Sarah Aroeste: Monastir

Soundtrack of Memory

Listening Post 331. There’s an exquisite balance in Sarah Aroeste’s homage to a bygone community that lives in her heart under a bygone name. Bitola is North Macedonia’s second largest city, a place of Ottoman and Neoclassical architecture, of commerce and culture. For Aroeste’s family it is (and officially was until 1913) called Monastir, a refuge that became home: After Spain expelled its Jewish population in 1492, many migrated to the Ottoman Empire, bringing their faith, customs and language—medieval Spanish that evolved into Ladino. Monastir’s Sephardic community flourished for 400 years, peaking around 1900. But the Balkan Wars and World War I unraveled the Ottoman universe, prompting large-scale emigration. Then German dominance in World War II resulted in the murder of 98 percent of Bitola’s remaining Jews. In the Monastir diaspora, memory survived: Aroeste, an American singer-songwriter trained in classical opera, gravitated toward Sephardic music after a summer studying and performing in Israel and began including Ladino songs in her repertoire—soon realizing that Ladino, not opera, was her true passion. Monastir explores the essence of her ancestral community in 10 traditional and contemporary songs, performed in Ladino, Macedonian and Hebrew; Aroeste herself sings lead on only four tracks, strategically deploying the talents of more than 30 collaborating artists from five countries. Mi Monastir (video 1) breathes nostalgia for the city’s smells, sounds and textures, while Od Bitola pojdov (I Left Bitola, video 2) echoes an era when homesickness was easily resolved. The album’s lyrical prism is Espinelo, the ballad of an abandoned child raised by royalty—an allegory for a people cast out by the Spanish king and adopted by the Turkish sultan (video 3). Passion burns in the sadness of Jo la keria (I Loved Her, video 4) and percolates in the carefree Edno vreme si bev ergen (Once I Was a Bachelor, video 5). In Monastir, Aroeste composes history, memory and music into a magnificent portrait, bringing the past to life. (Aroeste Music)

Note: Sarah Aroeste has released seven albums and is one of few artists today writing original songs in Ladino (Judeo-Spanish). She first performed in Bitola/Monastir in 2017 and was moved by the reception she received in a city that has had no Jewish residents since World War II. Monastir draws not only on research and field work but also on the stories of the artist’s grandfather, who left the city for America in 1913, and of her beloved cousin Rachel Nahmias, one of the handful of Jews who survived the wartime deportations from the city, who made her way to America and, at age 103, participated in the landmark tribute to her home town. In addition to the songs, the album’s 17-page booklet is a cornucopia of history, photos and memorabilia.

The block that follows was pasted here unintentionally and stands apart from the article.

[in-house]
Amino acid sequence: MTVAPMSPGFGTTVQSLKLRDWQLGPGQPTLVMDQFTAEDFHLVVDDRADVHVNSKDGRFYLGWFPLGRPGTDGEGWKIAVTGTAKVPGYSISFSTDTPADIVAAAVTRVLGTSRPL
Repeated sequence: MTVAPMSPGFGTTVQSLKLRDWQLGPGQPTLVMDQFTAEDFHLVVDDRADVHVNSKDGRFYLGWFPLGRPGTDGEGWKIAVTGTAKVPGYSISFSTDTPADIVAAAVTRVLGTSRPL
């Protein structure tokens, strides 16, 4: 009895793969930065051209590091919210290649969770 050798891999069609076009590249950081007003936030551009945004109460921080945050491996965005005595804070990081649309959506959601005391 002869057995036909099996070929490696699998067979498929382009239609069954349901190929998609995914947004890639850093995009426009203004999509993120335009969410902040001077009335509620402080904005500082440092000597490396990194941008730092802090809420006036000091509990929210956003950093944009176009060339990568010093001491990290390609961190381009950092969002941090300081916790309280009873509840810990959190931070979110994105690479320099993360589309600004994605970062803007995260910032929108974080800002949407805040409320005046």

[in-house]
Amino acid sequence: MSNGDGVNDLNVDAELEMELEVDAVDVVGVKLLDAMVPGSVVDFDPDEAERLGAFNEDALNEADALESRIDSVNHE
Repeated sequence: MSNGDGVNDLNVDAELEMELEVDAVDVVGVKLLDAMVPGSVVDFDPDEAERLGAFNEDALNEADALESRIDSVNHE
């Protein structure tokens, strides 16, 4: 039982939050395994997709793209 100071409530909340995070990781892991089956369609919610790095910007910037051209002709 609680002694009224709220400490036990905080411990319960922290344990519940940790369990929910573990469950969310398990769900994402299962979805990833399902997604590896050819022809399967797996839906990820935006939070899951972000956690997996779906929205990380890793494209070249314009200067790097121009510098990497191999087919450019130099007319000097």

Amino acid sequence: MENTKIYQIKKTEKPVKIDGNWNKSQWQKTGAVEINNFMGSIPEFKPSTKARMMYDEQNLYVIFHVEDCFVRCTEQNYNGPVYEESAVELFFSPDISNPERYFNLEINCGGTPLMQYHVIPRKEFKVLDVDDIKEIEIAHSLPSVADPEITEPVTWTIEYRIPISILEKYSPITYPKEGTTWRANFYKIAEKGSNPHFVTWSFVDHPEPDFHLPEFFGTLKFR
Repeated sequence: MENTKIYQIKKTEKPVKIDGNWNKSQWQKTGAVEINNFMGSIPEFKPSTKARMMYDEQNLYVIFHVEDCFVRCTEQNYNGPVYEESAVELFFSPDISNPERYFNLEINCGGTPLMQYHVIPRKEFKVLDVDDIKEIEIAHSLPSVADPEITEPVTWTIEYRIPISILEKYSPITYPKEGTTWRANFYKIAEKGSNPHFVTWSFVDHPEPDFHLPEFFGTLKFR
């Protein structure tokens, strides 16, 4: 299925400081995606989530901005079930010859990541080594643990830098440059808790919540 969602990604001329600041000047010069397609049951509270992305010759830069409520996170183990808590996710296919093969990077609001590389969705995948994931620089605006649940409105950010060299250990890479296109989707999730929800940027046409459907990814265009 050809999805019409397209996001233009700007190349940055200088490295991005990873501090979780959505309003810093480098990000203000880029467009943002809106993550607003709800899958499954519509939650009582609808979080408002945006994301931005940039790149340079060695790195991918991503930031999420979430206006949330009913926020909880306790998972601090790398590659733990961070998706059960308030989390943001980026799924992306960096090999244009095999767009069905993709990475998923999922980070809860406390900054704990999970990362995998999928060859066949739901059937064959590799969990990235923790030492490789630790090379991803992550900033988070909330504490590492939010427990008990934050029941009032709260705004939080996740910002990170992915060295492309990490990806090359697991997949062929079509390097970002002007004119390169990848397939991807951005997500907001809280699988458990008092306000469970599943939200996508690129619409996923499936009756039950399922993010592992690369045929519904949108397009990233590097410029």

Sarah Aroeste: Monastir
Sarah Aroeste (U.S.A.): Vocals, executive producer
Shai Bachar (Israel): Piano, keyboards, musical producer, arrangements
Vevki Amedov (Macedonia): Vocals
Sefedin Bajramov (Macedonia): Vocals
Yehoram Gaon (Israel): Vocals
Yehuda (Shuky) Shveiky (Israel): Vocals, flamenco guitar
Odelia Dahan Kahila (Israel): Vocals
Talia Yona Kliger (Israel): Vocals, backing vocal producer
Mimi Markovski (Macedonia): Vocals
Gilan Shahaf (Israel): Vocals
Helena Susha (Macedonia): Vocals
Gergely Barcza (Israel): Saxophone, Balkan woodwinds
Dan Ben Lior (Spain): Guitar
Itamar Doari (Israel): Percussion
Yonnie Dror (Israel): Wind instruments
Fima Ephron (U.S.A.): Electric bass
Akiva Eskayo (Israel): Spoken word
Shay Hamani (Israel): Electric bass
Rony Iwryn (Israel): Percussion
Rachel Kornberg: (Monastir/U.S.A.) Spoken word
Yael Lavie (Israel): Qanun
Nasrine Rahmani (Spain): Percussion
Dave Richards (U.S.A.): Acoustic bass
Uri Sharlin (Israel): Accordion
Yaron Suriano (Israel): Acoustic bass
Tal Yadin (Germany): Guitar
Sui Generis Women’s Choir (Israel)
Estreja Ovadija Mara Kindergarten Chorus (Macedonia)

 

Mi Monastir / My Monastir
Lyrics & music: Sarah Aroeste

From the artist’s album notes: I wrote Mi Monastir based on memories of my grandfather and my cousin Rachel. I have taken many stories of their generation and tried to convey them in a song filled with honor for them and the city they held so dear. Among many images I allude to in the lyrics, the mezuzah is one that stands out. As Rachel’s family was taken away on March 11, 1943, their non-Jewish neighbor took their mezuzah, the signpost on Jewish doors, planning to return it to the family one day. Indeed, years later, the mezuzah was given back to Rachel.

(From the Ladino lyrics)
Monastir, we do not forget you/Your children honor you
We breathe your smells/Waiting to return
We hold on to your voices/Waiting to return

Monastir, bring me home/Where the dusty streets call to me